Pathway/network analysis

For the pathway/network analysis, we first identified all the genes that overlapped in the three normal human lung samples that contained at least one editing site in the 3’ UTR. This resulted in a total of 336 genes. We performed gene enrichment analysis using MetaCore (http://lsresearch.thomsonreuters.com/pages/solutions/1/metacore) and CytoScape BinGo (http://www.psb.ugent.be/cbd/papers/BiNGO/Home.html).

Validation of RNA editing using Sanger sequencing

DNA and RNA were isolated from normal human lungs as described previously. Total RNA was reverse transcribed to yield cDNA using iScript RT (Biorad) and random primers as per the manufacturer’s instructions (Biorad). PCR was carried out using primers that were designed flanking the editing sites to amplify at least a 400 bp product. Primers were designed such that they could be used on both genomic DNA (gDNA), and spliced cDNA. We also tagged primers with M13 primers at the end so that it could be amenable to Sanger sequencing using M13 primers alone. Amplified PCR products were purified using PCR purification kit (Qiagen) and subjected to Sanger sequencing using M13 primers at both ends using standard protocol at Moffitt Genomics facility. The potential edited sites were considered validated if the cDNA sequence at the edited site contained two peaks, (both a reference peak and an edited peak) but the corresponding gDNA contained only one reference peak. Sites were considered to be un-validated if it contained only a single reference peak in both cDNA and gDNA traces.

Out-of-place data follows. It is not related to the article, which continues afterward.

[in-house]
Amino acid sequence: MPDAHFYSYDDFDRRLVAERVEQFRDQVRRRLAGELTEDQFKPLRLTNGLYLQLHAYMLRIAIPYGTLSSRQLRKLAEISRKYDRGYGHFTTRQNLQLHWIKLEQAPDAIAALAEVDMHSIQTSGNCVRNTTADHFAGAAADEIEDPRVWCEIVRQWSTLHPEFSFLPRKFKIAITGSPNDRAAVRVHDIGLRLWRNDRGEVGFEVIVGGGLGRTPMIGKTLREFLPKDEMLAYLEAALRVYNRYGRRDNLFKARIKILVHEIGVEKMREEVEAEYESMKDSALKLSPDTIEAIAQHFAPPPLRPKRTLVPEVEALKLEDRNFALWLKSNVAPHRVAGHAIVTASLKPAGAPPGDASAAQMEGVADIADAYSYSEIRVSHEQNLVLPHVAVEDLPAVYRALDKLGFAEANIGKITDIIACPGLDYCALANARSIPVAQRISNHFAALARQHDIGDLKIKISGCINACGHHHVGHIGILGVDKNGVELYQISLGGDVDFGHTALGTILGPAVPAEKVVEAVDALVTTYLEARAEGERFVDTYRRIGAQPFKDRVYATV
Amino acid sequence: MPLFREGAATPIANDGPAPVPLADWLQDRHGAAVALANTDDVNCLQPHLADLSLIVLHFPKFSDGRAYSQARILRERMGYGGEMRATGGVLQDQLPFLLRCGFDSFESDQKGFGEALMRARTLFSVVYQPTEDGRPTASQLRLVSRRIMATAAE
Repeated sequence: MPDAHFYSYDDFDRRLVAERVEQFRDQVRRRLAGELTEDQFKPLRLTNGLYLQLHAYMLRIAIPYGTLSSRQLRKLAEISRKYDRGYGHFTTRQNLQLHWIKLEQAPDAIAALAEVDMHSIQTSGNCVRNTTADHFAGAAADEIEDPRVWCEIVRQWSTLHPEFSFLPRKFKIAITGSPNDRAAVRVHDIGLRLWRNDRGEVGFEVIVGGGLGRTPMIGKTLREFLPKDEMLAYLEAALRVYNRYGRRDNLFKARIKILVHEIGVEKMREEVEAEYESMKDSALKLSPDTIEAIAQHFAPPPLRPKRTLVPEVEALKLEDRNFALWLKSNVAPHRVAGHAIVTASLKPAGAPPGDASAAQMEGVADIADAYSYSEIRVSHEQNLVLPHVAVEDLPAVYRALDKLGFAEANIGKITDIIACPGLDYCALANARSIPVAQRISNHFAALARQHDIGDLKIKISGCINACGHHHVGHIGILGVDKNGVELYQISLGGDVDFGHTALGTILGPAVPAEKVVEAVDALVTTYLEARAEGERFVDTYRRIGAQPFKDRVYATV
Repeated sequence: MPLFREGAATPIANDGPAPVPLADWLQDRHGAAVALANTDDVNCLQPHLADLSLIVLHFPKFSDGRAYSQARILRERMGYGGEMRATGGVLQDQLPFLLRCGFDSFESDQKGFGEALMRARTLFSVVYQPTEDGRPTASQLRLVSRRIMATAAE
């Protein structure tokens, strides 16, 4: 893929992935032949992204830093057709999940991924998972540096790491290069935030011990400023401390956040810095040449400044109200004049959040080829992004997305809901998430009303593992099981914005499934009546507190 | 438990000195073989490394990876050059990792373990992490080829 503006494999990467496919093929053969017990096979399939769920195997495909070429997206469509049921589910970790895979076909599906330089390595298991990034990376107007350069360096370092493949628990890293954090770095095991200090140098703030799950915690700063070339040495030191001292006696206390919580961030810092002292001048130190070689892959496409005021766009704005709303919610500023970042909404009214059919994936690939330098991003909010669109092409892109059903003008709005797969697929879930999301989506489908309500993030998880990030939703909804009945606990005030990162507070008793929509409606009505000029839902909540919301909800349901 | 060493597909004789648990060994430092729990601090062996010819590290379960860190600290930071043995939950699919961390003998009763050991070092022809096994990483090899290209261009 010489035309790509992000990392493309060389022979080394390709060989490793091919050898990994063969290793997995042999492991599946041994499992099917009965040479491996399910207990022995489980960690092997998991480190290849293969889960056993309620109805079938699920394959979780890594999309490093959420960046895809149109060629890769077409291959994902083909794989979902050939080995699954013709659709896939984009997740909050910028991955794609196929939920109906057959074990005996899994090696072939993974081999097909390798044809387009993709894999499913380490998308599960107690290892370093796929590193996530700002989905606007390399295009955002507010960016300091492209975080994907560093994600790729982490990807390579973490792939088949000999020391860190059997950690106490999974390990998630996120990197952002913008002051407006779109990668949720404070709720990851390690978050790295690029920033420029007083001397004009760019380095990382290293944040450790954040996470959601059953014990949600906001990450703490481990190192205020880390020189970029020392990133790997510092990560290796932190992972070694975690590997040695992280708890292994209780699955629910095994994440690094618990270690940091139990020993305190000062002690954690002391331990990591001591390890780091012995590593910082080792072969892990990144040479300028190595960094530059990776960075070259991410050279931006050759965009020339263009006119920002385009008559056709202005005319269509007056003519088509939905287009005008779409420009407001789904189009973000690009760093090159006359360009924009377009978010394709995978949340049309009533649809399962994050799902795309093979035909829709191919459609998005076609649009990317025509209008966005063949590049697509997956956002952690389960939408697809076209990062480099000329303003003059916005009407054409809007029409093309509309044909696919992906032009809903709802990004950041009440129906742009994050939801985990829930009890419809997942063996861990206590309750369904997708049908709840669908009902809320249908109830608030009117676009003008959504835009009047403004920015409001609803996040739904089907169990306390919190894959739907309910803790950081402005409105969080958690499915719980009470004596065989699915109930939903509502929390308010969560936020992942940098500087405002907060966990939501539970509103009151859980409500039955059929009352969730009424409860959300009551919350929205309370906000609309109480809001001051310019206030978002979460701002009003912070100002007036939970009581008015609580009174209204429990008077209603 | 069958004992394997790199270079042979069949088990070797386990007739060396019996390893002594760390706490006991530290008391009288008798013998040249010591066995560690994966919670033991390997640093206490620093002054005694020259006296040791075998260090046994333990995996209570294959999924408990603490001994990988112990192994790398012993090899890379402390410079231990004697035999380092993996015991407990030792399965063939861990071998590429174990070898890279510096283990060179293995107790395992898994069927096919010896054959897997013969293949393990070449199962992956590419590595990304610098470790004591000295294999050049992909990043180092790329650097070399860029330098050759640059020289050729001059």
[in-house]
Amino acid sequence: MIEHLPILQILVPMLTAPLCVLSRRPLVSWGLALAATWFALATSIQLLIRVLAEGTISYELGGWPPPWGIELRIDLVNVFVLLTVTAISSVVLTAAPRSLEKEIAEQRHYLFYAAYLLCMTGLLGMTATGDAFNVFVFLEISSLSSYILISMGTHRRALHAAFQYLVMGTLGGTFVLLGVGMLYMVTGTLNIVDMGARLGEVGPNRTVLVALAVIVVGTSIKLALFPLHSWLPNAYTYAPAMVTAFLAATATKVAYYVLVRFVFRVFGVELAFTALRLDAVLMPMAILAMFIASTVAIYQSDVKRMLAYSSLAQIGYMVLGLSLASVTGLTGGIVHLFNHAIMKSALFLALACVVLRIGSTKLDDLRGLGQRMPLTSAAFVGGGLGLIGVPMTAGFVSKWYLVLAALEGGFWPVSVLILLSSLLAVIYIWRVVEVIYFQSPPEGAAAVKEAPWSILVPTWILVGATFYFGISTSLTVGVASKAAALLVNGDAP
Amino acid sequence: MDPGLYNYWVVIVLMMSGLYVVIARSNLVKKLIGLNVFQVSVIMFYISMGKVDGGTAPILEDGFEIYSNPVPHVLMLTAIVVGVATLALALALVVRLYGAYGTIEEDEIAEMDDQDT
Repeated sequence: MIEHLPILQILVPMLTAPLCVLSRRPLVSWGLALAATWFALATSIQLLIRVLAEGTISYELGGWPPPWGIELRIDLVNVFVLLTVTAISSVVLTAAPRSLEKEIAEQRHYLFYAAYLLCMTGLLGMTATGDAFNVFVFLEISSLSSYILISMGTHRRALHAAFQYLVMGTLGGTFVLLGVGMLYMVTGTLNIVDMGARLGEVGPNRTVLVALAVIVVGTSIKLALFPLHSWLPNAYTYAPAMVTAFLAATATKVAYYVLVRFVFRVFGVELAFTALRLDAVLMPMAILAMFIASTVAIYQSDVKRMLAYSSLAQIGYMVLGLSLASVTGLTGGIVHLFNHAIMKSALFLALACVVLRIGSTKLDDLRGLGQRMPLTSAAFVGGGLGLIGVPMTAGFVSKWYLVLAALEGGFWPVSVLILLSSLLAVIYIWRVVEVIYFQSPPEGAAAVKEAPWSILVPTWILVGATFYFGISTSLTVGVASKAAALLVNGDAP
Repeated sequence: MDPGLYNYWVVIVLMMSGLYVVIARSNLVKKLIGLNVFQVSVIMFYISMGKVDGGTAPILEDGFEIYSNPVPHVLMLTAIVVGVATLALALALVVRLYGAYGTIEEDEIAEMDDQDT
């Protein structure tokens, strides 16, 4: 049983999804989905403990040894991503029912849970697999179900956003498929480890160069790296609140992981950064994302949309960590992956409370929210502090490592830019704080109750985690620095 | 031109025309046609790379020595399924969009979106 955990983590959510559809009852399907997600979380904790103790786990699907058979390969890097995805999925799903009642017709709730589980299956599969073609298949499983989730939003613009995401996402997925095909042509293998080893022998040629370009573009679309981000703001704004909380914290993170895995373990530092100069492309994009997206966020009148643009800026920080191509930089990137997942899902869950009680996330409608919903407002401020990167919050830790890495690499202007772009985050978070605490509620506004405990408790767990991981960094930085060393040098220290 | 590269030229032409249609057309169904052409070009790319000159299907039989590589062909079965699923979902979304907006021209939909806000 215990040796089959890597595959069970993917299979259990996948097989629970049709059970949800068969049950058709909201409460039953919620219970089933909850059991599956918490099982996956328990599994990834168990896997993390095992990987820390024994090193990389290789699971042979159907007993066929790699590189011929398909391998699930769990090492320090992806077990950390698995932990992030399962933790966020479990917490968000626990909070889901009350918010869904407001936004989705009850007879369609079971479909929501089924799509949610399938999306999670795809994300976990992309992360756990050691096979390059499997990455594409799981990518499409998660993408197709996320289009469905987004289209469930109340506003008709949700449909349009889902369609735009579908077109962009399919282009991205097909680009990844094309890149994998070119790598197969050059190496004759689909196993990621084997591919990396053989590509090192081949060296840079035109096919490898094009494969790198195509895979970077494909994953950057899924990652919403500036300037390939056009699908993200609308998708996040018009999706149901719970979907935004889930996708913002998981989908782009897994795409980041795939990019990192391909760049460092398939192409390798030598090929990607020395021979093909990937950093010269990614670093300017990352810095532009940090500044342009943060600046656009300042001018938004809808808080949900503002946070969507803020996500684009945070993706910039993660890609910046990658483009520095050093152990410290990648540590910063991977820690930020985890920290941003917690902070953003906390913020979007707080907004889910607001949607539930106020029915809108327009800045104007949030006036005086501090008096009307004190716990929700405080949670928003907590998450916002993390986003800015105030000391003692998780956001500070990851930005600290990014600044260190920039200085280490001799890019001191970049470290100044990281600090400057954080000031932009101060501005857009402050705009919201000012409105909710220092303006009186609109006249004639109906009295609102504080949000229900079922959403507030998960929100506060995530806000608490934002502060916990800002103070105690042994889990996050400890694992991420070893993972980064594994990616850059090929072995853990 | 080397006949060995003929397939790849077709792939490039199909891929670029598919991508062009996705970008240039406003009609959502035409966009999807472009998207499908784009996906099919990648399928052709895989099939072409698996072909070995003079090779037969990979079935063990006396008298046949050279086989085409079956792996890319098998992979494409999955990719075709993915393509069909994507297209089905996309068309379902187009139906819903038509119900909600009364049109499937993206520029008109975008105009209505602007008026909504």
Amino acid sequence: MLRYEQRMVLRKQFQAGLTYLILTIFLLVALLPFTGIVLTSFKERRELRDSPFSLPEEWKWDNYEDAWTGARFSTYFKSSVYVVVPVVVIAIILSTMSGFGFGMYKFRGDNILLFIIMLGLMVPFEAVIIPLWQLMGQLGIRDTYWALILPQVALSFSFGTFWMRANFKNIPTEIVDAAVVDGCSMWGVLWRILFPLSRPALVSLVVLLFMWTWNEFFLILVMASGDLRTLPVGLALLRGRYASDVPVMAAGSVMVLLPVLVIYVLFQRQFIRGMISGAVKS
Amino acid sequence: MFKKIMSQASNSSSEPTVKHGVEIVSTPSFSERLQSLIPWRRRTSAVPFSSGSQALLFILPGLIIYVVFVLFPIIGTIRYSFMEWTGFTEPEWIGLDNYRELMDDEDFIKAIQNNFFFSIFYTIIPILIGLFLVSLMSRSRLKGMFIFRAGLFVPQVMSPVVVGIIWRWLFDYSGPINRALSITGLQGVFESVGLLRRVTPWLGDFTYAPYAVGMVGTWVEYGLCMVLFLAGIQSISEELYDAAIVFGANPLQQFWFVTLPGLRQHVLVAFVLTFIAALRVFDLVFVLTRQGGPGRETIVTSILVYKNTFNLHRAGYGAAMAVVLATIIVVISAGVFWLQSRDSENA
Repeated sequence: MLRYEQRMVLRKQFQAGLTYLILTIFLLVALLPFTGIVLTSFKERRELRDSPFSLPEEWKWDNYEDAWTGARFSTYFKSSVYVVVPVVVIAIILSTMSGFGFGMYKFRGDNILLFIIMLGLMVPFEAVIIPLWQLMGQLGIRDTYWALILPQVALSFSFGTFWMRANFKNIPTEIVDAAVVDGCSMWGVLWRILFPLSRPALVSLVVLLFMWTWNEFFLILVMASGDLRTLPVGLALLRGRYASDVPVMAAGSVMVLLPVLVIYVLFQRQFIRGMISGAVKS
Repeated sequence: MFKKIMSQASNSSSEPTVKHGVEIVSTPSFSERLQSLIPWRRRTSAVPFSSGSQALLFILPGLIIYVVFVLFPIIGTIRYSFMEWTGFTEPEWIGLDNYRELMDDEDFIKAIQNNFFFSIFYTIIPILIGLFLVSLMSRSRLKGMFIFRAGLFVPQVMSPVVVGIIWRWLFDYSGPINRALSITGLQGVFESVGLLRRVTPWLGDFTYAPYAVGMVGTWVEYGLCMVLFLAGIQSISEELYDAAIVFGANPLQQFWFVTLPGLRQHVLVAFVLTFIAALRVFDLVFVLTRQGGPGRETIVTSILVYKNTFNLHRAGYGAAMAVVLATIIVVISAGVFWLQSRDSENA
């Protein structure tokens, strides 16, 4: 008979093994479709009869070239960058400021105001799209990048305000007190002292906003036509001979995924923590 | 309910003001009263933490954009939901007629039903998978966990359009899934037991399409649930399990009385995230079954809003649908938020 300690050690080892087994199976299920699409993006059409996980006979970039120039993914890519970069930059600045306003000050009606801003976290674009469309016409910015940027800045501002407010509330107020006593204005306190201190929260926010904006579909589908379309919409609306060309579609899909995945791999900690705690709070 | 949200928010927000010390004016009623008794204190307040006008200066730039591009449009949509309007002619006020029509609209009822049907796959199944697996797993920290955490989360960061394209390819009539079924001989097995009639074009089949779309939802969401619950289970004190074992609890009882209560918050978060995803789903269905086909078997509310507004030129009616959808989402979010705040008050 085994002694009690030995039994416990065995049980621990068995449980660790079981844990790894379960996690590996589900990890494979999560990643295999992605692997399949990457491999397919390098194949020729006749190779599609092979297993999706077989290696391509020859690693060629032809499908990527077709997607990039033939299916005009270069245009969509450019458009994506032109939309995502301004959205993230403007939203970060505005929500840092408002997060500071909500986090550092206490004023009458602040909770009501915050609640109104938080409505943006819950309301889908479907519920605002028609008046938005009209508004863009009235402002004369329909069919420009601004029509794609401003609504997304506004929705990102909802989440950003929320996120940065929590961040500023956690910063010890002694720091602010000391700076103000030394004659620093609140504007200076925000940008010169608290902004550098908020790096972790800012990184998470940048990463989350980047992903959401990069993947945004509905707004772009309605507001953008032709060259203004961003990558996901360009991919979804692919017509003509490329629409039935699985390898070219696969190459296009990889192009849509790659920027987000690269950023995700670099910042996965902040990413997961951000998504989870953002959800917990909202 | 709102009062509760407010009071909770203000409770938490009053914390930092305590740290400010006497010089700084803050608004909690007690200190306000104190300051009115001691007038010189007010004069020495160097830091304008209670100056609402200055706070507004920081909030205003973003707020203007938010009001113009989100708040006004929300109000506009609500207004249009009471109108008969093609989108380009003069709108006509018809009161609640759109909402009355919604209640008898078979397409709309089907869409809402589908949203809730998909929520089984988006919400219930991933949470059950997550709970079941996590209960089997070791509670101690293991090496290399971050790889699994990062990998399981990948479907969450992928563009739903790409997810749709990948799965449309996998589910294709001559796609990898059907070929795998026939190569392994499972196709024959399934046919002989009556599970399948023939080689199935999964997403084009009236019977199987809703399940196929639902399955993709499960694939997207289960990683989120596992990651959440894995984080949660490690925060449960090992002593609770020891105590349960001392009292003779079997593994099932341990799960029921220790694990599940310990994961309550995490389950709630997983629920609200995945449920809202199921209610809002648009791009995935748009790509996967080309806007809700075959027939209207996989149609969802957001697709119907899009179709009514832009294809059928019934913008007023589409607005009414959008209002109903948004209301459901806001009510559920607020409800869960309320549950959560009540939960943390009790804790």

Identification of editing sites in the microRNA target site